1984: The Destruction of Words

WEB: Destroying Words for Syme is Beautiful

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In George Orwell's dystopian novel “1984,” the character Syme expresses his admiration for the destruction of words. He believes that by eliminating unnecessary and ambiguous words from the language, the Party can control people's thoughts and prevent them from forming independent ideas.

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Syme opposes the needless use of words, particularly those that add little meaning or precision to communication. He argues that Oldspeak, the language used before the Party's takeover, is full of vagueness and useless shades of meaning.

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To emphasize the strength of the Party's language control, Syme introduces the concept of “doubleplusgood,” a compound that means “very good.” He explains that the destruction of words allows for the creation of new words with precise and unambiguous meanings.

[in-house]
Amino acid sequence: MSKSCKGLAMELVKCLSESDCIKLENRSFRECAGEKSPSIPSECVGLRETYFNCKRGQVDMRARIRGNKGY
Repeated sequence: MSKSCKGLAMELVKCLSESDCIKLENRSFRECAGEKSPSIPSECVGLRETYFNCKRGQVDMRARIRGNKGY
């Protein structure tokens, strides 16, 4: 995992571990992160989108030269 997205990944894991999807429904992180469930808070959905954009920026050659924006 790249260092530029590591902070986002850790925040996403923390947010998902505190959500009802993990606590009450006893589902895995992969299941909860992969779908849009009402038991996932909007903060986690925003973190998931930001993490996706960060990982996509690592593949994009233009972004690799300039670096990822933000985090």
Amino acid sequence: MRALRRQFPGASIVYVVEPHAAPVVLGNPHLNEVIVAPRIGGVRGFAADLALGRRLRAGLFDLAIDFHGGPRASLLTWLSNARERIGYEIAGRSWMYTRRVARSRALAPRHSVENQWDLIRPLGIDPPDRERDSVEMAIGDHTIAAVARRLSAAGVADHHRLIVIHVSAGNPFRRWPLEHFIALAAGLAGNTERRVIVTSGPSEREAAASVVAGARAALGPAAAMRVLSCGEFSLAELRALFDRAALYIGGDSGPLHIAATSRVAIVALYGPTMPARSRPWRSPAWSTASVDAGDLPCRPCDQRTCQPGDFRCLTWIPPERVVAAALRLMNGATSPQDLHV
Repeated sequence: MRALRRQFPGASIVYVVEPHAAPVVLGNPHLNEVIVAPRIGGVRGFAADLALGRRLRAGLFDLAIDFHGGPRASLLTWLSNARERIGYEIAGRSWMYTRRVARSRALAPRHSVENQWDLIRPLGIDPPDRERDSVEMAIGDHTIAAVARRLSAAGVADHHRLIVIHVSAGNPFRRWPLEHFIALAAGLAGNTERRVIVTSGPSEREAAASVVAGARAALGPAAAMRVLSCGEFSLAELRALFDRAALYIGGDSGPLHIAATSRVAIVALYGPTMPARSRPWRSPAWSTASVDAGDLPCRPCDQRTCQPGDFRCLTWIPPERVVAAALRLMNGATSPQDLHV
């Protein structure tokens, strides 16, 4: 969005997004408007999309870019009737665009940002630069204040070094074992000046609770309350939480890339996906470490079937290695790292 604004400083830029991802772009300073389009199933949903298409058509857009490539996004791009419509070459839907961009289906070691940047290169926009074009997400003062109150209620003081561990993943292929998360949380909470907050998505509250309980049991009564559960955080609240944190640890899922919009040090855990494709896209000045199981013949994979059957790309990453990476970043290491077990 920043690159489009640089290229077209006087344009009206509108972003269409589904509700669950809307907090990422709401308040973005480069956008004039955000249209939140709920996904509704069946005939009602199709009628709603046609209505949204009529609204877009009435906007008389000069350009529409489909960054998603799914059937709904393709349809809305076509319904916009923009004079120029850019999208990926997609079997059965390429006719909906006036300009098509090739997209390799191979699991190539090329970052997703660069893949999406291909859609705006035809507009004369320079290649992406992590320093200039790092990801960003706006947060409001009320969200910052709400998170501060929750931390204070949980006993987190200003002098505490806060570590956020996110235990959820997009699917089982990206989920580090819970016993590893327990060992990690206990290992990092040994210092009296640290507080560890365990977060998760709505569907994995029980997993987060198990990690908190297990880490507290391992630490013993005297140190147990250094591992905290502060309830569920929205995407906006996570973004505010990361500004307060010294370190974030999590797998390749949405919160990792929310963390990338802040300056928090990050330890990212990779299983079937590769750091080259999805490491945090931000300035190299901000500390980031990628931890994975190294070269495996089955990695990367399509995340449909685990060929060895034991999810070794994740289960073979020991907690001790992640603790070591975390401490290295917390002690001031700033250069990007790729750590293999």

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Syme argues that this destruction of words is a beautiful thing, as it demonstrates the Party's power to reshape language and control the thoughts of its citizens. However, he acknowledges that the process has led to a significant reduction in the number of verbs and adjectives in the language.

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Syme's enthusiasm for the destruction of words highlights the insidious nature of the Party's control over language. By eliminating words that allow for nuance and complexity of thought, the Party seeks to create a society where independent thinking is impossible.

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